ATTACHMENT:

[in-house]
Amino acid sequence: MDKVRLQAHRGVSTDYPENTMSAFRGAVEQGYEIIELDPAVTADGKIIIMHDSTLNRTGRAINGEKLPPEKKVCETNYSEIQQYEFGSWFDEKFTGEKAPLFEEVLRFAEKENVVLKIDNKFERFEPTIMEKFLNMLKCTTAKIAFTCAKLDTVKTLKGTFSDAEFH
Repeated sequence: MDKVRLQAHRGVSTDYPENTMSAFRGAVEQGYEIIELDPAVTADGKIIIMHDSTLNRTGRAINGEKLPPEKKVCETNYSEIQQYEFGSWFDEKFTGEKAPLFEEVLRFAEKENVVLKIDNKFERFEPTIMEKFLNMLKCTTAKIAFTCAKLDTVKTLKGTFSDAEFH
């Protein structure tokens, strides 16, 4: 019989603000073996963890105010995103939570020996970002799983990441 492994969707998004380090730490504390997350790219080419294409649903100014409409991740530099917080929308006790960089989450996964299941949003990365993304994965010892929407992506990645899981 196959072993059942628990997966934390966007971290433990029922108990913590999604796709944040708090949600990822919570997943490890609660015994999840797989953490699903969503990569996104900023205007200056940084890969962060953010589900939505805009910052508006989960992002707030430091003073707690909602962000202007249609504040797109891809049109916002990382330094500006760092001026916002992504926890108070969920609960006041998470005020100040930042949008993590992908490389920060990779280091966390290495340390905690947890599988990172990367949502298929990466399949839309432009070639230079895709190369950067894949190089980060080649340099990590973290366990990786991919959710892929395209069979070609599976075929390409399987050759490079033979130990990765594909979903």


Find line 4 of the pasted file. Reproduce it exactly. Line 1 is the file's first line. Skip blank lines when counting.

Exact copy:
């Protein structure tokens, strides 16, 4: 019989603000073996963890105010995103939570020996970002799983990441 492994969707998004380090730490504390997350790219080419294409649903100014409409991740530099917080929308006790960089989450996964299941949003990365993304994965010892929407992506990645899981 196959072993059942628990997966934390966007971290433990029922108990913590999604796709944040708090949600990822919570997943490890609660015994999840797989953490699903969503990569996104900023205007200056940084890969962060953010589900939505805009910052508006989960992002707030430091003073707690909602962000202007249609504040797109891809049109916002990382330094500006760092001026916002992504926890108070969920609960006041998470005020100040930042949008993590992908490389920060990779280091966390290495340390905690947890599988990172990367949502298929990466399949839309432009070639230079895709190369950067894949190089980060080649340099990590973290366990990786991919959710892929395209069979070609599976075929390409399987050759490079033979130990990765594909979903």